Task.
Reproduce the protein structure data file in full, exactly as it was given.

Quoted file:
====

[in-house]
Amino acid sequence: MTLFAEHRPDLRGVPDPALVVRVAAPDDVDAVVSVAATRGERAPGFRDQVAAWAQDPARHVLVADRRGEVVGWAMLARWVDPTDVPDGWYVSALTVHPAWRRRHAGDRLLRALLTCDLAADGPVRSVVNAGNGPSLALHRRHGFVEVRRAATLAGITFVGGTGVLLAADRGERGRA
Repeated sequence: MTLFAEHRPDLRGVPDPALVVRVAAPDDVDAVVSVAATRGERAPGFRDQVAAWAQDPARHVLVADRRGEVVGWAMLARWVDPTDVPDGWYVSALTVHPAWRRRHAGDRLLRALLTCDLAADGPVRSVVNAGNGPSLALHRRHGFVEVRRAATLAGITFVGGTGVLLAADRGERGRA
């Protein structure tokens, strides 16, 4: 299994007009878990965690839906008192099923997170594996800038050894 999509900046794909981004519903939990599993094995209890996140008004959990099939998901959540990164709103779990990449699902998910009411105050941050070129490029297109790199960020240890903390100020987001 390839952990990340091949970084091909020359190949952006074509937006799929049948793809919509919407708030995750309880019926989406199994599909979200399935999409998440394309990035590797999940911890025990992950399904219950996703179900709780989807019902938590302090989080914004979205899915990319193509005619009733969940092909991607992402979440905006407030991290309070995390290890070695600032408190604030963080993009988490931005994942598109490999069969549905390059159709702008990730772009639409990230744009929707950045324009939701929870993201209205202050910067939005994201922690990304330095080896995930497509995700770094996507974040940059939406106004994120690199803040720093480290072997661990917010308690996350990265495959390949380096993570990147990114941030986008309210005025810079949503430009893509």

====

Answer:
[in-house]
Amino acid sequence: MTLFAEHRPDLRGVPDPALVVRVAAPDDVDAVVSVAATRGERAPGFRDQVAAWAQDPARHVLVADRRGEVVGWAMLARWVDPTDVPDGWYVSALTVHPAWRRRHAGDRLLRALLTCDLAADGPVRSVVNAGNGPSLALHRRHGFVEVRRAATLAGITFVGGTGVLLAADRGERGRA
Repeated sequence: MTLFAEHRPDLRGVPDPALVVRVAAPDDVDAVVSVAATRGERAPGFRDQVAAWAQDPARHVLVADRRGEVVGWAMLARWVDPTDVPDGWYVSALTVHPAWRRRHAGDRLLRALLTCDLAADGPVRSVVNAGNGPSLALHRRHGFVEVRRAATLAGITFVGGTGVLLAADRGERGRA
């Protein structure tokens, strides 16, 4: 299994007009878990965690839906008192099923997170594996800038050894 999509900046794909981004519903939990599993094995209890996140008004959990099939998901959540990164709103779990990449699902998910009411105050941050070129490029297109790199960020240890903390100020987001 390839952990990340091949970084091909020359190949952006074509937006799929049948793809919509919407708030995750309880019926989406199994599909979200399935999409998440394309990035590797999940911890025990992950399904219950996703179900709780989807019902938590302090989080914004979205899915990319193509005619009733969940092909991607992402979440905006407030991290309070995390290890070695600032408190604030963080993009988490931005994942598109490999069969549905390059159709702008990730772009639409990230744009929707950045324009939701929870993201209205202050910067939005994201922690990304330095080896995930497509995700770094996507974040940059939406106004994120690199803040720093480290072997661990917010308690996350990265495959390949380096993570990147990114941030986008309210005025810079949503430009893509």